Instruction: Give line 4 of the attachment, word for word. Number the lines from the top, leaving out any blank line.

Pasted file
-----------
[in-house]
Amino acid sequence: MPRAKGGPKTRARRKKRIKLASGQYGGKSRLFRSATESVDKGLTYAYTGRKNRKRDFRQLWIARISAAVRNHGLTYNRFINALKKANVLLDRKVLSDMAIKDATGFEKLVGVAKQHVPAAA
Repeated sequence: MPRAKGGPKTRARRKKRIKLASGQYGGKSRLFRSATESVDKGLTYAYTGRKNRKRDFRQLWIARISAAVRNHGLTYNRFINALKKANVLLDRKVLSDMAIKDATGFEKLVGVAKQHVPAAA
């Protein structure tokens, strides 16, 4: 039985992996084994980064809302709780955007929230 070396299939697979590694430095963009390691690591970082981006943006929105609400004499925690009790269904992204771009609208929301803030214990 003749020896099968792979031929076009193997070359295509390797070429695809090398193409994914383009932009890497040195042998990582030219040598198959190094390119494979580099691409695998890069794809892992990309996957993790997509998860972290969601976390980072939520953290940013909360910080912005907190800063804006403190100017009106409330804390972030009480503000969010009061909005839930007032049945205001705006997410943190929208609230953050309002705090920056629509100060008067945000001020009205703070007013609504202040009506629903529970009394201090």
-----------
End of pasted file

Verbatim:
């Protein structure tokens, strides 16, 4: 039985992996084994980064809302709780955007929230 070396299939697979590694430095963009390691690591970082981006943006929105609400004499925690009790269904992204771009609208929301803030214990 003749020896099968792979031929076009193997070359295509390797070429695809090398193409994914383009932009890497040195042998990582030219040598198959190094390119494979580099691409695998890069794809892992990309996957993790997509998860972290969601976390980072939520953290940013909360910080912005907190800063804006403190100017009106409330804390972030009480503000969010009061909005839930007032049945205001705006997410943190929208609230953050309002705090920056629509100060008067945000001020009205703070007013609504202040009506629903529970009394201090």